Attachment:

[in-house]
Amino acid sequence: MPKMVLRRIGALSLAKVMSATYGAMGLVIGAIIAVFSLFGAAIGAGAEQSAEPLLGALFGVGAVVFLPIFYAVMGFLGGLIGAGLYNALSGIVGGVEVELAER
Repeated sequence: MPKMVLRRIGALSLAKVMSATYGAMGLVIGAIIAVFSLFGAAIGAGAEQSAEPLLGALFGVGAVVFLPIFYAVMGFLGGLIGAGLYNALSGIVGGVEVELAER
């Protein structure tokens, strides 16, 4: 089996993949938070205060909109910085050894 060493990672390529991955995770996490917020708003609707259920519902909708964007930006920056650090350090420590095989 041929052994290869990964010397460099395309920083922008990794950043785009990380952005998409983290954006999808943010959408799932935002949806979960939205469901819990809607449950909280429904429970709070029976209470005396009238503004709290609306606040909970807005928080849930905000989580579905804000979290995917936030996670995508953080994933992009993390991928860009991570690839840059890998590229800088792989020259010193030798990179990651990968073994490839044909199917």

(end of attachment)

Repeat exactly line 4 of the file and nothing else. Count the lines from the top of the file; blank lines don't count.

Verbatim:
């Protein structure tokens, strides 16, 4: 089996993949938070205060909109910085050894 060493990672390529991955995770996490917020708003609707259920519902909708964007930006920056650090350090420590095989 041929052994290869990964010397460099395309920083922008990794950043785009990380952005998409983290954006999808943010959408799932935002949806979960939205469901819990809607449950909280429904429970709070029976209470005396009238503004709290609306606040909970807005928080849930905000989580579905804000979290995917936030996670995508953080994933992009993390991928860009991570690839840059890998590229800088792989020259010193030798990179990651990968073994490839044909199917």